Season 1, Episode 9
Originally aired 11/18/1963
Fifty years ago tonight, an innocent man found himself between a rock and a hard place. No? Okay, how about a stone’s throw from imminent danger? Still no? Fine. Agate it. Man, you guys are sure hard to please. I’m feeling a bit taken for granite right now.
Surgeon Paul Cameron stops by Dr. Jonas Temple’s geology laboratory to pick up his wife Laurie (Temple’s assistant) for lunch. An incident with a faulty kiln blasts him across the room and jars the metal plate in his skull, causing him to hear two disembodied voices discussing a plan to invade and take over the world through parasitic possession. A CAT scan reveals no damage but, upon returning to the lab, Paul hears the voices again.
Paranoid by nature, Paul holes up at home in the dark until Laurie suggests an impromptu second honeymoon in Mexico. Meanwhile at the lab, Temple is attacked by a parasitic alien organism (one of two who have been masquerading as rock specimens, and are the source of the voices in Paul’s head).
Temple, under the control of the parasite, follows the couple to a rental house in Mexico and, while Paul is out getting supplies, exposes Laurie to the other parasite. Upon his return, Paul is horrified to discover his wife in her possessed state and flees. The caretaker of the rental house finds him in a Tijuana hotel and implores him to return, stating that Laurie is sick and near death.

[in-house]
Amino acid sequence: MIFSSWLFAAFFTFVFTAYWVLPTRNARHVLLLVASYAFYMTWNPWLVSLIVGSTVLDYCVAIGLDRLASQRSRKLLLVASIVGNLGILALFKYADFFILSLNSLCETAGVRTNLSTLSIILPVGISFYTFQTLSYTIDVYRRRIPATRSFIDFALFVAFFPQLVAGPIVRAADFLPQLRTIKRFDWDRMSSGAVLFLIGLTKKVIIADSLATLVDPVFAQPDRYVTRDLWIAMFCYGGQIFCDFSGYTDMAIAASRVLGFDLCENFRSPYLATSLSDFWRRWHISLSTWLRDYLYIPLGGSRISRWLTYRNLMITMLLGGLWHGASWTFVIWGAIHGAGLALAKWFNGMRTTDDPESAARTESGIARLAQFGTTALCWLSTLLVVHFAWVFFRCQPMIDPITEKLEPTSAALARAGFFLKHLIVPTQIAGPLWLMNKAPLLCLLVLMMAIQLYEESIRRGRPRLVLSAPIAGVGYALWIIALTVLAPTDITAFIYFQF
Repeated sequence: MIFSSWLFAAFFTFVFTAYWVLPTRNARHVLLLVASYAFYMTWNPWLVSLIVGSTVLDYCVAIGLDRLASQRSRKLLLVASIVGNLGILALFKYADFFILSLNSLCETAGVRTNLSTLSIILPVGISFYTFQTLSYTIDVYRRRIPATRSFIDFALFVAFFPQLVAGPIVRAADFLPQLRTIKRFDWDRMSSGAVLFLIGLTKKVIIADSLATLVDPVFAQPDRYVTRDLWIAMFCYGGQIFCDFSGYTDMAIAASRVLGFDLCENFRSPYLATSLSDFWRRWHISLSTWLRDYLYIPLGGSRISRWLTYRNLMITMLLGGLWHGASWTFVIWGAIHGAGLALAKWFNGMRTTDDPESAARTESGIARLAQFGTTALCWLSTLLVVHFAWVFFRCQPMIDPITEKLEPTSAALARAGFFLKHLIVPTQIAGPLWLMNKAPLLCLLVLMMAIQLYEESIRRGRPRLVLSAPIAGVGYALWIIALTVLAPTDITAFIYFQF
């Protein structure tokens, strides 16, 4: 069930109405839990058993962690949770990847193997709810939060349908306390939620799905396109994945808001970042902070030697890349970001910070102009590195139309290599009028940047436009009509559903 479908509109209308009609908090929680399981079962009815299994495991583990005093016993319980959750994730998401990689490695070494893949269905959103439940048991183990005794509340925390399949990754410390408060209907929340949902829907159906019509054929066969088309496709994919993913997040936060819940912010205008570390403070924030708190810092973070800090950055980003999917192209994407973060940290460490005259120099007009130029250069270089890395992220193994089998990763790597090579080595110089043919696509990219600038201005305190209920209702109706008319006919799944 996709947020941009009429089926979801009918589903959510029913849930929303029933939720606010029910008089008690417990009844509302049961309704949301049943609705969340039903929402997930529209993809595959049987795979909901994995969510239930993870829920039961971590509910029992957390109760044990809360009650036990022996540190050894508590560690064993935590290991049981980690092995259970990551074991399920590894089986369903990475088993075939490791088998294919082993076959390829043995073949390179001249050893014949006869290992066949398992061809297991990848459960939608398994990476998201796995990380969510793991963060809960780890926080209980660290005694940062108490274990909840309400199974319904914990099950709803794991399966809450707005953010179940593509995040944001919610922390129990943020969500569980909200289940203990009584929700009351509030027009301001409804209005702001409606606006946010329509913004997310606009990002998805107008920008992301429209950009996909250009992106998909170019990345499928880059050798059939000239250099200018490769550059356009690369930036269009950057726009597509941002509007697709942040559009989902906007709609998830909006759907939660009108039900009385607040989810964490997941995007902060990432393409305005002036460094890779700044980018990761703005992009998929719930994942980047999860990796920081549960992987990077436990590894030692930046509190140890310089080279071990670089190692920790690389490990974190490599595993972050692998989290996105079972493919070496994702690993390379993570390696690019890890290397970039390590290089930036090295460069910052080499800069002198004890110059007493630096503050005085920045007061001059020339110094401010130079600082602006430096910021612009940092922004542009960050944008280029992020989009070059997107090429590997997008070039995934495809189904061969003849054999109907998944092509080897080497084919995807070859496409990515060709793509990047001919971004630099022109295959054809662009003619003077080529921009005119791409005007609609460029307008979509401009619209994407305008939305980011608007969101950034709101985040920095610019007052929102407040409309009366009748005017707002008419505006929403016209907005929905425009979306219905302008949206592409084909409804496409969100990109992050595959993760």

Paul returns to the house to find Temple waiting for him, gun in hand. Paul gets a bullet in the arm in the ensuing struggle, but he manages to kill Temple. Laurie then moves in for the attack, forcing Paul to use Temple’s gun on her. The parasites leave their dead hosts and converge on Paul, who prevails by tipping an oil stove over onto them. His dead wife’s body in his arms, Paul walks away from the burning house and into the night.
Adapting Louis Charbonneau’s 1960 novel was writer Orin Borsten’s only Outer Limits assignment (he had some help from Lou Morheim and series producer Joseph Stefano). The IMDB lists a meager four writing credits for Borsten; interestingly, one of them is the 1961 film Angel Baby (which costars this episode’s Salome Jens). Gerd Oswald is back in the director’s chair who, along with Director of Photography Conrad Hall, provides more of that beautiful, shadow-laden imagery we've come to expect when they team up.
Unrelentingly grim and unapologetically creepy, “Corpus Earthling” is easily the single most disturbing episode in the series’ entire run. It’s the first time (but certainly not the last) that the show will present a tale rooted in science fiction but, for all intents and purposes, is actually a horror story. The fact that the parasites are alien in origin is incidental; their possession of Laurie and Temple could just as easily be demonic in nature, and said possessions are nothing if not horrific (the change in their appearance reminds me a bit of The Man, the pasty-faced harbinger of death, in 1962’s Carnival of Souls).